Trump–Kim Summit is Yet to Peak

In this handout photo, North Korean leader Kim Jong-un (L) shakes hands with U.S. President Donald Trump during their historic U.S.-DPRK summit at the Capella Hotel on Sentosa island on June 12, 2018 in Singapore. (Photo by Handout/Getty Images)
By Frank Xie

After the Trump–Kim summit in Singapore, some asked whether the meeting was a success. Well, depending on whom you ask, you will definitely get different answers. Nevertheless, even those all-time haters of Trump would have to agree that our world, particularly the nation of Japan and American soldiers in Asia, are safer now than weeks before due to this historic meeting.

However, if we look at this development on the Korean peninsula from another perspective and with more parties considered, we might draw a conclusion that the summit is a good start, may be a great start, and the climax and further implications of the summit are yet to come.

The critics of Trump argue that there were no specifics on paper, and the North Korean pledge of denuclearization lacks the CVI component—completeness, verifiability, and irreversibility. The need for CVI is a true and a good reminder of the nature of communist regimes. Thank goodness, Secretary of State Pompeo reiterated that issue and made it clear that CVI will be adhered to and the joint military exercises between South Korean and American forces will resume as soon as any sign of non-compliance is spotted.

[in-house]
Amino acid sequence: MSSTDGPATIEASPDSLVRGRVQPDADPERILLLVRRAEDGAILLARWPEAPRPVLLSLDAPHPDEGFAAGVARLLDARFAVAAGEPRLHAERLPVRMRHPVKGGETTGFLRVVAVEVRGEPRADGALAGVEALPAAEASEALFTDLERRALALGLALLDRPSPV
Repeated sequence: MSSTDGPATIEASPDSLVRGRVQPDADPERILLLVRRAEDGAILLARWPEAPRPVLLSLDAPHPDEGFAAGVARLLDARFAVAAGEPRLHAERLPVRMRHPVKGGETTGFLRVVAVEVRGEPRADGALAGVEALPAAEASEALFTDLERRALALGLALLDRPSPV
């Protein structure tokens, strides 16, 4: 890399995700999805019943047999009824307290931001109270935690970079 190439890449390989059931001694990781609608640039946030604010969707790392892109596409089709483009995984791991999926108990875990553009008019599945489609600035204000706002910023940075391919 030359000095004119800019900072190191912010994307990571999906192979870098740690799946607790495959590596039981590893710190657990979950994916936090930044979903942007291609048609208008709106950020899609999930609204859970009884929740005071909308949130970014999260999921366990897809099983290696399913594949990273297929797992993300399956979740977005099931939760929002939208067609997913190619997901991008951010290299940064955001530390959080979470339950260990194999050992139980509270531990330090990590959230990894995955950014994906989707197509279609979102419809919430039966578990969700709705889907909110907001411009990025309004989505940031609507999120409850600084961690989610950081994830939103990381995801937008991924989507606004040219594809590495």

Kim Jong Un from the Hermit Kingdom will very likely make good on his promise this time. The reasons are threefold: one, the times have changed; two, Trump is different from previous U.S. presidents; and three, Kim Jong Un has virtually no card left to play from his hand.

I am almost certain that Kim will give up his nukes, not because this brutal dictator has suddenly turned compassionate and benevolent, but because of Trump’s resolve, the military threat, and the international coalition against him. Dictators may be vicious to their own people, but are very afraid of death.

Security Guarantee

President Trump said that “anyone can make war—only the most courageous can make peace.” It is truly so. When I saw that Trump was not even afraid of offending Western allies such as the German Chancellor, French President, and Canadian Prime Minister, and capable of making friends with heads of hostile countries such as China, Russia, and North Korea, his actions made me think of those famous words from “The Godfather,” “keep your friends close and your enemies closer.”

According to an analysis by Reuters, North Korean state media changed its usual strict, poker-faced style and reported the summit with ease and relief. Obviously, this sense of relief and ease comes from high-level officials, very likely from Kim Jong Un himself, as he is probably truly relieved at not facing his personal doomsday.

The most crucial aspect of the joint statement by Trump and Kim, in addition to denuclearization and a “new US-North Korean relationship,” is the security guarantee that President Trump provides to North Korea.

The normalization of the U.S.-North Korea relationship is a thorn in the throat of the Chinese Communist regime. As North Korea has always been regarded as a little brother, little partner, and friend-in-combat-and-blood. It has been hundreds of years since China became the protector of the Korean peninsula and, particularly for the last 70 years, of the North Korean regime. Now almost overnight, the role of protector and guardianship has changed hands to America, which is a huge, mammoth humiliation to the Chinese Communist Party!